iPhone 5s: Australian Hands-On

While iFans were still lining up around the nation, the new iPhone 5s landed on our test bench and we've already been putting it through its paces. It's amazing how something so marginally different can feel completely new and fresh.

The iPhone 5s is the latest iGadget to come out of Cupertino and it's the most powerful handset Apple has released to date.

It's packing the new 1.7GHz dual-core A7 ARM processor, 1GB of RAM, dual-band 4G/LTE, an 8-megapixel camera with a bi-xenon flash, the new iOS 7 operating system and a 1570mAh battery.

Despite the dual-core processor and a meagre 1GB of RAM, Apple has managed to squeeze a phenomenal amount of power out of the handset to turn it into a 64-bit beast. Geekbench 3 is out now, refined for 64-bit operating systems and it's what we'll be using from here on out to test devices. Geekbench 3 scores are calibrated against a baseline score of 2500 (which is the score of an Intel Core i5-2520M @ 2.50 GHz). The higher the score on Geekbench 3 the better.

The most powerful device we've had through the labs so far is the 2013 Nexus 7 tablet which clocked in at 2530. The iPhone 5s beats it, running up the meter all the way to 2546. Insane.

The iPhone 5s is nothing short of gorgeous, although we're not sure how much of the love comes from the gorgeous new iOS 7 platform and ow much is from the shiny new hardware. We'd say 50/50 at this point, but it's amazing how a bit of a spit and polish on the software side can make an minor hardware update feel like a completely new experience.

The most interesting new feature on the iPhone 5s so far is the TouchID fingerprint sensor. Passcodes are cumbersome and slow your whole experience down. I'd venture a guess that it's why a lot of people don't have one. Apple is trying to fix that with the new fingerprint-scanning technology concealed cleverly under the home buttton called TouchID.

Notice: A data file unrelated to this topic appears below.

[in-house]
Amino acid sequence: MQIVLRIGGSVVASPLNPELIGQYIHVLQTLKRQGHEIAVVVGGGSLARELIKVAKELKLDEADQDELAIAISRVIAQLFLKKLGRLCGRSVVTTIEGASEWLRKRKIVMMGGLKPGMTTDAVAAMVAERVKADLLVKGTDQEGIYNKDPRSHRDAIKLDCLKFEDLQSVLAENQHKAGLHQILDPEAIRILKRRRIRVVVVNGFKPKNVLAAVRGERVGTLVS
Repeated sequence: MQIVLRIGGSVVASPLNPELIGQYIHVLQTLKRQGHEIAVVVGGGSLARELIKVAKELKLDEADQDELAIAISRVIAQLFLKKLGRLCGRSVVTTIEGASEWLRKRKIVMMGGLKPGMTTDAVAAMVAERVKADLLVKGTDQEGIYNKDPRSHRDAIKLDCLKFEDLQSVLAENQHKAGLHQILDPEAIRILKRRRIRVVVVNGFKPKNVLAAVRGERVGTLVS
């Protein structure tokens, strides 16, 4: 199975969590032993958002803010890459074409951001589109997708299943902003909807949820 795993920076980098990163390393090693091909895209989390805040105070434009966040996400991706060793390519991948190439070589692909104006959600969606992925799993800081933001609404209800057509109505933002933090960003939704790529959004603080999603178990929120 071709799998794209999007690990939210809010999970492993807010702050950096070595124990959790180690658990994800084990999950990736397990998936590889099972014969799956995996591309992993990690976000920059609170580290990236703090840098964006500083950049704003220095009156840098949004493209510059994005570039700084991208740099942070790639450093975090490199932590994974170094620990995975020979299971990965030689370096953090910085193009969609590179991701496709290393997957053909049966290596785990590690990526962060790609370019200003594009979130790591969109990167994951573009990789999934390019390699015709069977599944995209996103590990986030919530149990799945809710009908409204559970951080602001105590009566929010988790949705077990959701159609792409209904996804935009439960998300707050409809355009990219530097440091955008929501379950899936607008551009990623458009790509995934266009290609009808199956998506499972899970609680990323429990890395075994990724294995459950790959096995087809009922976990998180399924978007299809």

Setting it up takes about 30 seconds and it's probably a good idea to do both your thumb and your index finger for when you have the phone flat on a desk. The TouchID sensor takes about 10 different impressions of your finger at different angles so it knows who you are even if you're hurriedly stabbing at the sensor.

Like we said earlier, passcodes slow things down and TouchID isn't much faster, taking about two seconds to unlock the device, but it's completely frictionless which makes unlocking your phone way easier, especially for smaller-handed folk who have trouble swinging their thumb around iOS 7's slightly larger keypad.

The new camera on the iPhone 5s doesn't boast more megapixels than that of its predecessor, the iPhone 5, but Apple has gone down the route blazed by HTC's Ultrapixel camera seen on the One by making the pixels on the sensor larger. It's hoped by making the pixels bigger that the camera works better in low-light. From early impressions, it looks like Apple has succeeded in making a better low-light shooter than before.

The bi-xenon flash technology is also awesome for capturing better natural colours in low-light conditions, and the flash is now used as a focus light in super-dark areas. Handy.

All in all, this iPhone is shaping up to be the best yet.

Stay tuned for our full review of the iPhone 5s.

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